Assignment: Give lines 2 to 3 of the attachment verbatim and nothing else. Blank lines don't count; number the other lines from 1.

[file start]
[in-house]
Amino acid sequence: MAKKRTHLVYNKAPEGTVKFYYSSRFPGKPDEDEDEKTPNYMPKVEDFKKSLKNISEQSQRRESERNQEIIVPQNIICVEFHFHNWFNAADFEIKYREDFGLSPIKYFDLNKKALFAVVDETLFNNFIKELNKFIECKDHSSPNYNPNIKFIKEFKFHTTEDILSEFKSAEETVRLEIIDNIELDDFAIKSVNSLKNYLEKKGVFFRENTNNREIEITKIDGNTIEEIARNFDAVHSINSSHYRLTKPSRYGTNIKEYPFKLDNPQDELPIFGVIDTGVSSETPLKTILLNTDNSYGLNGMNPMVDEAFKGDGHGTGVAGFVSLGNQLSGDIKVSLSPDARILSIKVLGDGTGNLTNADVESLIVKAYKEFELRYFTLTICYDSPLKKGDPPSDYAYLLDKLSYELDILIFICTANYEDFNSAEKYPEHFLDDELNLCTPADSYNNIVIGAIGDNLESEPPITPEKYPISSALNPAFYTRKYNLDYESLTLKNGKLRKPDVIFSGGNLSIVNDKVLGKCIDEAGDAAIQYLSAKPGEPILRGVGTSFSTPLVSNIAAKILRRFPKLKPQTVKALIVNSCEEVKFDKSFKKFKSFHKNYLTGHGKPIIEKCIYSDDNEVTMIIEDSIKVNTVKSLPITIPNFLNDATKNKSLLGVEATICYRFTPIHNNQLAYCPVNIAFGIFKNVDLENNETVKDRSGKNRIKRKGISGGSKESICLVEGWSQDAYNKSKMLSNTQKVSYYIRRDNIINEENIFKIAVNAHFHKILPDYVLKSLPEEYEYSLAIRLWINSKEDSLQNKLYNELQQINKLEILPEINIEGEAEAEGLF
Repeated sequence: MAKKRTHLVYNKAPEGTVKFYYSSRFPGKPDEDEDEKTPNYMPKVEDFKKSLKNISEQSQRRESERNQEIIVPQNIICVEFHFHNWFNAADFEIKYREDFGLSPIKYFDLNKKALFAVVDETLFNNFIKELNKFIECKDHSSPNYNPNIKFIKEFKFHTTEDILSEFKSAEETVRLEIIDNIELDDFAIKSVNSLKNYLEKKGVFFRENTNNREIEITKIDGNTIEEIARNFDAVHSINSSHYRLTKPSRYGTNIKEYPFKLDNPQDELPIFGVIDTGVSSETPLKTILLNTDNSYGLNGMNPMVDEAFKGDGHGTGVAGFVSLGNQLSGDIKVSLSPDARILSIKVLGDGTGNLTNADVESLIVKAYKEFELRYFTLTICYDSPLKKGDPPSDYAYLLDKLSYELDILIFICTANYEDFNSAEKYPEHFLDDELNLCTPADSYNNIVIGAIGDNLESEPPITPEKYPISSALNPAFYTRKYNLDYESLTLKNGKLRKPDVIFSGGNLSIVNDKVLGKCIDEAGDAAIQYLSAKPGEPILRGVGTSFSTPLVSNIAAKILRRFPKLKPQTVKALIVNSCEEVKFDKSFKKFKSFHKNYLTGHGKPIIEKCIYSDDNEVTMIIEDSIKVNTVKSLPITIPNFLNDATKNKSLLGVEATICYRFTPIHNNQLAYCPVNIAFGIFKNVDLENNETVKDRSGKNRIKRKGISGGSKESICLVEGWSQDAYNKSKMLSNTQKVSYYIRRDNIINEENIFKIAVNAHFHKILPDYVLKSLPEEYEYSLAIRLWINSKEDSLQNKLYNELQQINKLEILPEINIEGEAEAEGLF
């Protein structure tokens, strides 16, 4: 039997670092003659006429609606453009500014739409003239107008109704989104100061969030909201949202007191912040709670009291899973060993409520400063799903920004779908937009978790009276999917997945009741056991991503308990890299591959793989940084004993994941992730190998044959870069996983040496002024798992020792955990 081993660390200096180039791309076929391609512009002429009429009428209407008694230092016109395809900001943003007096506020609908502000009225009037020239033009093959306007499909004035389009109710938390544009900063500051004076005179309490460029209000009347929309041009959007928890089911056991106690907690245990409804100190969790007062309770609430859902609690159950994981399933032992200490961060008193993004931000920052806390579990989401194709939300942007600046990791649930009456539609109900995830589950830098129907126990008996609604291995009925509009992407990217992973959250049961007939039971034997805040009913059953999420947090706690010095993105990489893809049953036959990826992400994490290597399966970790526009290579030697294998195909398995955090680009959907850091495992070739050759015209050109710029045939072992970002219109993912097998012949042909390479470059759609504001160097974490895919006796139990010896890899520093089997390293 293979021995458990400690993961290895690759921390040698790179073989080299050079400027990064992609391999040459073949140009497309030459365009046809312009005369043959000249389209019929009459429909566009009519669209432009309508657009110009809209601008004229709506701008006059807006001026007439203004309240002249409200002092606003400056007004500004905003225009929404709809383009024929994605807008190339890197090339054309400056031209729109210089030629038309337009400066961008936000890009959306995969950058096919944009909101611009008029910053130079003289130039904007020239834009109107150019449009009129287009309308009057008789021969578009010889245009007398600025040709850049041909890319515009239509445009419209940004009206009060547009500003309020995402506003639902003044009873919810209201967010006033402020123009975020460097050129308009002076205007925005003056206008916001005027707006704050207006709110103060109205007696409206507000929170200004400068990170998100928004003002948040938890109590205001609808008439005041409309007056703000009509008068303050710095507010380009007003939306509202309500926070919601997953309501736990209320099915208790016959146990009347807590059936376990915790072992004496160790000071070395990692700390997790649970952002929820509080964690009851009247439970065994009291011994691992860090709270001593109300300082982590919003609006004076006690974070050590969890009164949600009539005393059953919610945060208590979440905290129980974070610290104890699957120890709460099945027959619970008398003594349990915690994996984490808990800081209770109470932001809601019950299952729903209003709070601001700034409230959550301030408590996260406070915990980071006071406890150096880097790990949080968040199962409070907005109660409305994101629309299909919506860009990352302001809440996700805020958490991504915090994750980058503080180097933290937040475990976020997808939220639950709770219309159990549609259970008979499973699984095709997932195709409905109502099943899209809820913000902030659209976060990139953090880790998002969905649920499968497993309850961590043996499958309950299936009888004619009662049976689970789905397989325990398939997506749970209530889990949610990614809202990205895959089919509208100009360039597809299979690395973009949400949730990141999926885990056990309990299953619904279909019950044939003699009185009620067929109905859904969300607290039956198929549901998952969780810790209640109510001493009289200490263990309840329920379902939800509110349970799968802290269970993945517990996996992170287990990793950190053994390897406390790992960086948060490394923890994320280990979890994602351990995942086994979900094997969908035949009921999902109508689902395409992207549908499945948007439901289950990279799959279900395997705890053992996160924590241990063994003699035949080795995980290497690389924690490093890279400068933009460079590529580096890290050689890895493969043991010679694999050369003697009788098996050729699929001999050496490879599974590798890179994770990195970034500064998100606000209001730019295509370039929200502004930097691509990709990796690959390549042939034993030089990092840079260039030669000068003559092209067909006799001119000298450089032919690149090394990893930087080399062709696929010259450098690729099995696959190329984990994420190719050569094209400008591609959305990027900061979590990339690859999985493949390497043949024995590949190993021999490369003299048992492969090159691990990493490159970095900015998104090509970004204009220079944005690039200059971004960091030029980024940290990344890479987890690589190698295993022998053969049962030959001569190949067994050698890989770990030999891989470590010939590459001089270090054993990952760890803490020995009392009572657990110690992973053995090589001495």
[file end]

Amino acid sequence: MAKKRTHLVYNKAPEGTVKFYYSSRFPGKPDEDEDEKTPNYMPKVEDFKKSLKNISEQSQRRESERNQEIIVPQNIICVEFHFHNWFNAADFEIKYREDFGLSPIKYFDLNKKALFAVVDETLFNNFIKELNKFIECKDHSSPNYNPNIKFIKEFKFHTTEDILSEFKSAEETVRLEIIDNIELDDFAIKSVNSLKNYLEKKGVFFRENTNNREIEITKIDGNTIEEIARNFDAVHSINSSHYRLTKPSRYGTNIKEYPFKLDNPQDELPIFGVIDTGVSSETPLKTILLNTDNSYGLNGMNPMVDEAFKGDGHGTGVAGFVSLGNQLSGDIKVSLSPDARILSIKVLGDGTGNLTNADVESLIVKAYKEFELRYFTLTICYDSPLKKGDPPSDYAYLLDKLSYELDILIFICTANYEDFNSAEKYPEHFLDDELNLCTPADSYNNIVIGAIGDNLESEPPITPEKYPISSALNPAFYTRKYNLDYESLTLKNGKLRKPDVIFSGGNLSIVNDKVLGKCIDEAGDAAIQYLSAKPGEPILRGVGTSFSTPLVSNIAAKILRRFPKLKPQTVKALIVNSCEEVKFDKSFKKFKSFHKNYLTGHGKPIIEKCIYSDDNEVTMIIEDSIKVNTVKSLPITIPNFLNDATKNKSLLGVEATICYRFTPIHNNQLAYCPVNIAFGIFKNVDLENNETVKDRSGKNRIKRKGISGGSKESICLVEGWSQDAYNKSKMLSNTQKVSYYIRRDNIINEENIFKIAVNAHFHKILPDYVLKSLPEEYEYSLAIRLWINSKEDSLQNKLYNELQQINKLEILPEINIEGEAEAEGLF
Repeated sequence: MAKKRTHLVYNKAPEGTVKFYYSSRFPGKPDEDEDEKTPNYMPKVEDFKKSLKNISEQSQRRESERNQEIIVPQNIICVEFHFHNWFNAADFEIKYREDFGLSPIKYFDLNKKALFAVVDETLFNNFIKELNKFIECKDHSSPNYNPNIKFIKEFKFHTTEDILSEFKSAEETVRLEIIDNIELDDFAIKSVNSLKNYLEKKGVFFRENTNNREIEITKIDGNTIEEIARNFDAVHSINSSHYRLTKPSRYGTNIKEYPFKLDNPQDELPIFGVIDTGVSSETPLKTILLNTDNSYGLNGMNPMVDEAFKGDGHGTGVAGFVSLGNQLSGDIKVSLSPDARILSIKVLGDGTGNLTNADVESLIVKAYKEFELRYFTLTICYDSPLKKGDPPSDYAYLLDKLSYELDILIFICTANYEDFNSAEKYPEHFLDDELNLCTPADSYNNIVIGAIGDNLESEPPITPEKYPISSALNPAFYTRKYNLDYESLTLKNGKLRKPDVIFSGGNLSIVNDKVLGKCIDEAGDAAIQYLSAKPGEPILRGVGTSFSTPLVSNIAAKILRRFPKLKPQTVKALIVNSCEEVKFDKSFKKFKSFHKNYLTGHGKPIIEKCIYSDDNEVTMIIEDSIKVNTVKSLPITIPNFLNDATKNKSLLGVEATICYRFTPIHNNQLAYCPVNIAFGIFKNVDLENNETVKDRSGKNRIKRKGISGGSKESICLVEGWSQDAYNKSKMLSNTQKVSYYIRRDNIINEENIFKIAVNAHFHKILPDYVLKSLPEEYEYSLAIRLWINSKEDSLQNKLYNELQQINKLEILPEINIEGEAEAEGLF